Minnesota people were also beginning to cast longing eyes south across the boundary toward these Englishmen busily improving Iowa, and from general indications expected an expansion into Nobles County. (123) Still farther away, wide awake promoters of the Red River Valley of the North tendered the Closes special transportation to come and see "what real productive land is" and after seeing to "abandon the hog and hominy plains of Iowa for the wheat fields of Dakota. " (124)

Soon the expectations of Minnesota pioneers were rewarded when they learned that all the railroad lands in Nobles County had been sold and that the Close brothers intended to open an office in Worthington and begin the development of their holdings.(125) At the same time much remained to be done in Iowa. At Sibley they built a large brick block 128 by 80 feet. (126) In the spring of 1882 C. W. Benson, one of the partners, while on a visit to St. Paul, announced the plans of English capitalists for the construction of the Spirit Lake and Western Railroad. The Iowa Land Company, then reputed to be the largest foreign company doing business in the United States with a capitalization of $5,500,000 and stock selling on the London exchange at a premium of twenty-five per cent, was projecting the route through its Osceola and Lyon county tracts to Sioux Falls, South Dakota, while some of the railroad companies were talking and doing nothing. Grade stakes were set and arrangements made in London for the rails. (127)

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100 The Iowa Liberal (Le Mars), March 17, April 14, 1880.

101 Close Brothers and Company still have an office in Chicago, although the original members have no more connection with it.

102 The Dubuque Telegraph article is given in full in The Lemars Sentinel, September 29, 1881.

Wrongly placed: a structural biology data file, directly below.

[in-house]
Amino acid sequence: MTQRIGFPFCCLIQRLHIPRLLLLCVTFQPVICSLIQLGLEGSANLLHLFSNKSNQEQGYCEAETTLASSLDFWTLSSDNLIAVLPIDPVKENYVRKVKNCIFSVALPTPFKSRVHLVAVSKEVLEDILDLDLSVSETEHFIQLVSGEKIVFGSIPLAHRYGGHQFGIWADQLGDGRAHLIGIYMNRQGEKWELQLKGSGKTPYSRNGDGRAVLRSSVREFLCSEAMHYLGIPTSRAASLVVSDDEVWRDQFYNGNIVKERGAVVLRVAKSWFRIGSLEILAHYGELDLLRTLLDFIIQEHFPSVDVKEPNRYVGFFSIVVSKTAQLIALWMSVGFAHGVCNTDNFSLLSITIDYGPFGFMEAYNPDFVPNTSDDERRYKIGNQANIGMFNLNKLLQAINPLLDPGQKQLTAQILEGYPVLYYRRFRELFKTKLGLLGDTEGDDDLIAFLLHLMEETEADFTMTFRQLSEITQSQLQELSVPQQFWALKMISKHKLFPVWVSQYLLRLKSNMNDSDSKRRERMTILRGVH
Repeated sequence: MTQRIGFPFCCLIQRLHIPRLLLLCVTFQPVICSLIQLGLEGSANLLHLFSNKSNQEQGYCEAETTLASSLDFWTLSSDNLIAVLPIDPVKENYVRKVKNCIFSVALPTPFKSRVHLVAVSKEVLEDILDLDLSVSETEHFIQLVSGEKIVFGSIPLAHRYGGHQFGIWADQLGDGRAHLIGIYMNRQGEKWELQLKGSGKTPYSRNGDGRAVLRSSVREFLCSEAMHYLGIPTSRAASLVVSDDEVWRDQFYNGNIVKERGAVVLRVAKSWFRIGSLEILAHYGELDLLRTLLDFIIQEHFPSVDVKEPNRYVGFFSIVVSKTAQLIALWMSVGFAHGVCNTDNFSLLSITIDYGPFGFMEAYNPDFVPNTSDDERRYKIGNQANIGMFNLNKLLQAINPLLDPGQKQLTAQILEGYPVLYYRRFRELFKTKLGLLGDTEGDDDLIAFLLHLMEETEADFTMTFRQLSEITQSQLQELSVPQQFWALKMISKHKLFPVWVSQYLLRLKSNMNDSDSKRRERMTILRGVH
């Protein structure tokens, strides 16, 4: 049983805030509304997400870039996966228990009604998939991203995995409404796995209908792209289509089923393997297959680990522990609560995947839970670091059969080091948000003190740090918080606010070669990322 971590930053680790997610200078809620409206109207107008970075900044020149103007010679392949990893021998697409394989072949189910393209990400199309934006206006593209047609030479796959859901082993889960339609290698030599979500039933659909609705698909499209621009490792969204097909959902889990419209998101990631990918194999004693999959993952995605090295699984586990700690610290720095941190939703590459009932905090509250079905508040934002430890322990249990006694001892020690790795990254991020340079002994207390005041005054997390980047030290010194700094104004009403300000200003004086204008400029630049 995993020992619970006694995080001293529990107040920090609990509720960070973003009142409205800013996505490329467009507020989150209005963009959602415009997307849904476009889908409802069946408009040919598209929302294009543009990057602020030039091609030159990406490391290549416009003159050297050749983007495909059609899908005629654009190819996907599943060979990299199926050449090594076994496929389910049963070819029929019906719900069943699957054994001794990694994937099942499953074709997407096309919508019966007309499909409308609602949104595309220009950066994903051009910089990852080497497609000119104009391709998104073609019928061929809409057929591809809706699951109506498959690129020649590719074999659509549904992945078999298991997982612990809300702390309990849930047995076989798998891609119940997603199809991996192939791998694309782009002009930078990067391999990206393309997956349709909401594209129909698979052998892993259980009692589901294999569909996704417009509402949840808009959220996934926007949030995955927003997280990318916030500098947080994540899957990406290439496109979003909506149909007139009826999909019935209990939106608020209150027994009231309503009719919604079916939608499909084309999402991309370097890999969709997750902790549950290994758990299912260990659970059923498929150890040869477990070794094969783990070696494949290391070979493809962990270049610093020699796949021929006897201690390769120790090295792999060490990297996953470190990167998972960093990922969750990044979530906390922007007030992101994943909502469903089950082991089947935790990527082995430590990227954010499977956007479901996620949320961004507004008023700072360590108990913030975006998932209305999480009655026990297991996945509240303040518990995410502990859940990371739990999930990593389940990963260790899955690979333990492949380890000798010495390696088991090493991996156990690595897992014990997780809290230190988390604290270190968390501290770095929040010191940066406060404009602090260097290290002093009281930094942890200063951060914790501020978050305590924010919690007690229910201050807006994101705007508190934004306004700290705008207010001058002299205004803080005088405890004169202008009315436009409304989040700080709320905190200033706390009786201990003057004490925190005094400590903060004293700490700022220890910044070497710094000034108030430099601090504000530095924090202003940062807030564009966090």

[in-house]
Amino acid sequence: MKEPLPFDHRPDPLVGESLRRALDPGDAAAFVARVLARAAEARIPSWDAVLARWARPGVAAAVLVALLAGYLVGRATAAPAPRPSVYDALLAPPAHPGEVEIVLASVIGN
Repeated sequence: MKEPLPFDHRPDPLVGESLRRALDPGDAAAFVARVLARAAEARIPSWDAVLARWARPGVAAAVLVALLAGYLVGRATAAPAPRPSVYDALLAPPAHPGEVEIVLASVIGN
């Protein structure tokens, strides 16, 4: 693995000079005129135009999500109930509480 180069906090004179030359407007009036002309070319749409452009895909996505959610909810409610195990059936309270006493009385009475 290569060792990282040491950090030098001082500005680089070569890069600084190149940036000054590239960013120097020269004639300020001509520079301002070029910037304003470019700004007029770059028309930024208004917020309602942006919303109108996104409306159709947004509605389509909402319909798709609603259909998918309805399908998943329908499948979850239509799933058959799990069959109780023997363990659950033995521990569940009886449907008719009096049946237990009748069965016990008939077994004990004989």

103 The St. Paul Pioneer Press, July 31, 1881, quoted in The Lemars Sentinel, August 4, 1881.

104 History of Woodbury and Plymouth Counties, pp. 435, 500, 509.

105 The Chicago Inter-Ocean, quoted in The Lemars Sentinel, January 20, 27, March 3, 1881.

106 Macmillan's Magazine, Vol. XLIV, p. 68. Mr. Close's statement on the rise in the value of their lands early in 1881 was as follows:

 Land that we bought in:

Virgin Land

1877 in Crawford County for

$2.75 to $3.25

1878 in Woodbury and Plymouth $2.25 to $3.50

1879 in         "             "           "

$3 to $4

1880 in Plymouth and Sioux $4 to $6
is now worth
Virgin Land

Improved Land

$10 to $15

$15 to $25

$ 7 to $10

$15 to $20

$ 6 to $10

$12 to $15

$ 6 to $10

$12 to $15

107 The Lemars Sentinel, May 5, 1881. According to J. W. Probert of the present firm of Close Brothers and Company, the Closes never served as agents for railroad companies, but simply bought all the unsold land of the Sioux City and St. Paul in Iowa, English capital. being plentiful enough to enable them to make the deal. This seems to square with the report of their contract with the land department of that railway in the summer of 1880.